I don’t have too many strange little pieces of kitsch lying around, but this is one of them. I even know where it should have been at one time.
I never was a true believer in old Detroit iron. I’m still a bit of a car snob- I love, but can’t afford and don’t want to deal with the high maintenance on the European stuff, so I am happy with a utilitarian Toyota that is easy to maintain, reliable and efficient and I leave it at that for now. Unless I come into money and can buy that ’69 FJ40, the ’69 Karmann Ghia and the ’83 GTI I’d like to have to play with.
Even back in the ’80’s when all the other motorheads were into Camaros or Mustangs or (heaven forbid) anything Mopar, I was playing with VW Rabbits and air-cooled VW rail buggies. However, if you are/were into old muscle cars, the ’69 and ’70 Mercury Cougars were somewhat rare, and are aesthetically very cool. Mom actually had a ’70 Cougar, with a 351 Windsor no less- the one she sold way too cheap because my cat, LeRoy, decided to take a leak all over the back seat. As part of the same eliminatory session, LeRoy also left a huge dump right on the driver’s seat. That’s why you never leave the window down. Leaving windows down on any unattended car in Ohio is a bad idea for a number of reasons. First, it can get jacked that way. Second, it can rain anytime, regardless of what the “forecast” indicates. Third, outdoor cats may mistake your ride for an upholstered toilet. No matter what she tried, the piss smell just wouldn’t come out. LeRoy lived outside because he wasn’t neutered (I was only a little kid and couldn’t afford to get the poor cat’s nuts cut so he could live in the house) and now I know why neutering a tomcat is pretty important if you want him to live inside. Male cat urine does not ever come out of upholstery. “Little Trees” don’t help, either. The dude who bought that old Cougar freely admitted to having no sense of smell. He smelled worse than the interior of the car to begin with, so I understand why he could have cared less. It was a good match.
LeRoy (in spite of having my Dad’s rather unfortunate middle name- Grandma sure had a sense of humor) was a really cool cat. He was about Fanny sized- 16#-17#, and I could do anything with him, up to and including putting him in doll clothes and walking him around in a doll stroller. He actually was a street cat, but he knew where the food was (I did bring him food) and he was one of those twisted big cats that liked little kids picking him up and playing with him. Leave to me to attract the neighborhood misfits and strays.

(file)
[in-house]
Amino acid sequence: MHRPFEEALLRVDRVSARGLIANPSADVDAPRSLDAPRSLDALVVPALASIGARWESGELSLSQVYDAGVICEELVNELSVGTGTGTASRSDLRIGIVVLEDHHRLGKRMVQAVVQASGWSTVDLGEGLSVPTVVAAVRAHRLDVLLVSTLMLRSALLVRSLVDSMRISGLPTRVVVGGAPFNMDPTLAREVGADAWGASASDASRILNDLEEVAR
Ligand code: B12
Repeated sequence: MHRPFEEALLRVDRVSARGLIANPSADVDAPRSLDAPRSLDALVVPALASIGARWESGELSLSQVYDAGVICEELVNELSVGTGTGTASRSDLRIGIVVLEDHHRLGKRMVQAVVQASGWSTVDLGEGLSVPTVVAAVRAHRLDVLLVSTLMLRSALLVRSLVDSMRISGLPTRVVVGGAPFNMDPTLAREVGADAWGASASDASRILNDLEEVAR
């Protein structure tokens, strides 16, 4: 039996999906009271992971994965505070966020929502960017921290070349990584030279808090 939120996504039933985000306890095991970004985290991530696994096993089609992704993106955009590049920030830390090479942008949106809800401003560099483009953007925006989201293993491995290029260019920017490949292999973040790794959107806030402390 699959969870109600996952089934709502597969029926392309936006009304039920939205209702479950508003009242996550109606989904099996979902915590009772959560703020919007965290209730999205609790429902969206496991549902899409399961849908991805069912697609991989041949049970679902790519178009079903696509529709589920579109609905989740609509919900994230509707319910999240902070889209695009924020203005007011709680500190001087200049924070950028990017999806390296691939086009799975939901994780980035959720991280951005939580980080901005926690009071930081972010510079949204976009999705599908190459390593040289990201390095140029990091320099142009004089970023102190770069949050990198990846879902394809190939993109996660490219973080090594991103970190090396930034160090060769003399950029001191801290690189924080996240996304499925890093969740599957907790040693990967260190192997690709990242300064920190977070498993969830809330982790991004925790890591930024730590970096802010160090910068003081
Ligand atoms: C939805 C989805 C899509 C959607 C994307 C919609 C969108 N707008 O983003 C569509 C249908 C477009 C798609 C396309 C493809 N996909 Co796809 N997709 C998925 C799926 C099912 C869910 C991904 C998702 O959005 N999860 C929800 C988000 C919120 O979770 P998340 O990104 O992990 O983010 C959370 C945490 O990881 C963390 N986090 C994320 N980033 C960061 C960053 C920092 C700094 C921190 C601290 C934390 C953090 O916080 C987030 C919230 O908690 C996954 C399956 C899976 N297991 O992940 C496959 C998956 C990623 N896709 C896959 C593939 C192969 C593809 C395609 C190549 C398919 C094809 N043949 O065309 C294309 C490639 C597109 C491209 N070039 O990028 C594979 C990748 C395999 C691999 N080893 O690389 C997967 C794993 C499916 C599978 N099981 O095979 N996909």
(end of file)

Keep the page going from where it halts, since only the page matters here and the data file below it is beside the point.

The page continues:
Speaking of misfits and strays, we have discovered why Sheena is so difficult and seemingly incorrigible. On top of all her other issues, Sheena is deaf.
No wonder she doesn’t listen. She’s deaf as a post.
I don’t know why we didn’t figure it out before. She follows the other dogs and will usually do what they do- but when there’s no other dog to watch and she can’t see a human, she’s lost. She does not respond to anyone if they’re behind her and she can’t see them. You can’t wake her from sleep unless you touch or shake her- sounds do not wake her up. I had thought she was just an incredibly sound sleeper, but that is not normal dog behavior. A dog that can hear will be roused from sleep by a loud noise close by. She is also much more intent on being able to see everything than a normal dog. Jerry is having a dog trainer come out to evaluate her tonight to see if she might be able to learn sign language since she is so visually focused. I have found some information that deaf dogs can learn commands in ASL, which would be a good learning experience for the other two dogs also. In a way I feel bad because we simply thought she was mentally off, but for being deaf and having to navigate that way she compensates amazingly well. Fortunately she already has some things working to her advantage. She is able to follow the other dogs and work off their visual cues and body language, which is beneficial for a deaf dog, and in some instances (case in point) a deaf dog living with hearing dogs can cue in on their behavior and adapt so well that no one can tell they’re deaf. Sheena has no fear of humans and she’s very trusting- probably because she knows that the humans have the food. I am anxious to see what the trainer has to say when he works with her.
I do find some funky things to photograph. I wish there had been digital cameras back in the ’80’s. Then again, maybe not.